Haven’t done too much sketching in 2016 yet though…
The last sketch from London. I was there for two weeks, but I didn’t sketch as much
as usual. Perhaps on my next trip I will get more done – the International Urban Sketching Symposium this year will be held in Manchester and I do hope I can go. Early-bird Registration opens on January 30 ($415 though, may have to sell a few drawings first!) If I do go, I will try to organize another themed sketchcrawl in London on the weekend before, maybe on the Sunday. We will see. London Urban Sketchers are holding one on the Saturday before (they like to set out the year’s “Let’s Draw…” sketchcrawls in advance), so I’ll try not to clash. I do like a themed sketchcrawl, and back in 2014 I did organize one called “Sketching Wren’s City”, which went from the Monument down to St. Paul’s, taking in as many of Christopher Wren’s buildings (mostly churches) as possible. I provided everyone with a hand-drawn map and lots of information; it was immense fun, and we topped it off with a visit to the Old Bell Tavern on Fleet Street – also designed by Wren.You can see the sketches I did, and find out more about the sketchcrawl here.
One Wren church we did not make it to (being just outside the City borders) is this one, St. Clement Dane. I used to pass by here every day when studying at King’s College, and it’s in an amazing location, on a traffic island at the intersection of Strand and Aldwych, just where the traffic turns to down towards Temple Station and the Embankment. Further down Strand behind me is another church on a traffic island, St. Mary-le-Strand, known to taxi-drivers as “Mary-in-the-way”. St. Clement Dane’s is more famous – its bells regularly play out the tune to “Oranges and Lemons”, after the nursery rhyme that mentions St. Clement’s, although it’s possible that the church in the rhyme is actually st. Clement Eastcheap. St. Clement Dane dates back to Anglo-Saxon times, and though the ‘Dane’ part of the name also dates back this far, it’s not exactly certain why, though this church was located at the very edge of the ‘Danelaw’, the large swathe of England ruled by the Danes. The current building, designed by Wren in the 1680s, was gutted by bombs in World War Two and restored in the 1950s. The large statue in front is William Ewart Gladstone, the former Prime Minister. Behind him are two more statues, of prominent Royal Air Force chiefs Hugh Dowding and Arthur “Bomber” Harris (unseen). This church has long had connections to the RAF, and contains many memorials to fallen airmen. Behind the church is a statue of Dr. Samuel Johnson, writer of the first English dictionary, who lived nearby off of Fleet Street. And just visible behind St. Clement’s are the Royal Courts of Justice.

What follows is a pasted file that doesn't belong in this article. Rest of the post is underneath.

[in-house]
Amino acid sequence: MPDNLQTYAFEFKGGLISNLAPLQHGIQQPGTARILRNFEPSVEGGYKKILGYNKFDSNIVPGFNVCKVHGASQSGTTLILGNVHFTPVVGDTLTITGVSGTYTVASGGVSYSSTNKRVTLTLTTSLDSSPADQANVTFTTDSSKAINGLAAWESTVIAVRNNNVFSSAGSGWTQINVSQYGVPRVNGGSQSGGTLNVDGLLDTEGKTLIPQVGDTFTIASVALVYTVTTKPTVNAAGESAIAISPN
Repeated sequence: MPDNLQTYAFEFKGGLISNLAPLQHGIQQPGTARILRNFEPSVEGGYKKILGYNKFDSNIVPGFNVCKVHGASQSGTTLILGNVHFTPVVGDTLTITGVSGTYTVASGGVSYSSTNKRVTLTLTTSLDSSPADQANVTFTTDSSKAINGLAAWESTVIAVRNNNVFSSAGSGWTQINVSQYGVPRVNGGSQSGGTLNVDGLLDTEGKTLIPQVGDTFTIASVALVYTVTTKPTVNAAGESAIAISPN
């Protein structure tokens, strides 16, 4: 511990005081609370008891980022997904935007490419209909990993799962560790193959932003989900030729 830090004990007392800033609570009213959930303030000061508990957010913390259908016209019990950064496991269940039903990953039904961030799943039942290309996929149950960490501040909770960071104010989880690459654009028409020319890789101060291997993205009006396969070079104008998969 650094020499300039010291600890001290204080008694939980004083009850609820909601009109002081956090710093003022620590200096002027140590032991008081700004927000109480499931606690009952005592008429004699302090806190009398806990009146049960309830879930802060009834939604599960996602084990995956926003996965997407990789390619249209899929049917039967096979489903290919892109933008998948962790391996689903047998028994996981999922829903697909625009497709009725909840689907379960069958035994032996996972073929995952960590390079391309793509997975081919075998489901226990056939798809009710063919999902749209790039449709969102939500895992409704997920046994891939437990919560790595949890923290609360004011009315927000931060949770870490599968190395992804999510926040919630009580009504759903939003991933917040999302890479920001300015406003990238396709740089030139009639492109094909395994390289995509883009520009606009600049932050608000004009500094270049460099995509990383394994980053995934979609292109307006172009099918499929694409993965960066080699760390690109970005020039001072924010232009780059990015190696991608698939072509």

I stood on the edge of the traffic island and sketched, as the day started drifting away. Days are so short in London winter-time, and I had to get back for dinner. Goodbye London, until next time.
Here is Stanford’s, a fantastic shop on Long Acre, Covent Garden (London) that ha slong been one of my favourite shops in, frankly, the entire world. It is primarily a map and travel book shop, founded by Edward Stanford in 1853, moving to its present spot in 1901. I used to come here when I was in my teens and just look at maps, maps of anywhere and everywhere. I wanted to travel the world, and literally everywhere was exotic. I would look at street maps of nondescript German towns, maps of the Colombian highlands, plan routes across Siberia, imagine barren rocky island hopping in the north Atlantic. Once I bought a map of Sydney, Australia, to put on my bedroom door at home and I would just learn the names of all the suburbs. I’ve still never been. Well, I ended up living across the world, and my love of maps has not really dimmed, I still get a kick out of flicking through a road atlas. Yeah, Stanford’s was one of my favourite shops, and it’s still great now, so I had to sketch it. It was a nice bright London morning after Christmas, and once I was done I met up with my friend Simon and we popped to a little old pub around the corner, the Lamb and Flag. I didn’t do a particularly detailed sketch, just capturing an interesting doorway, but its a small place and there were lots of people in and out. And I sketched Simon too! It’s fun being back in London from time to time.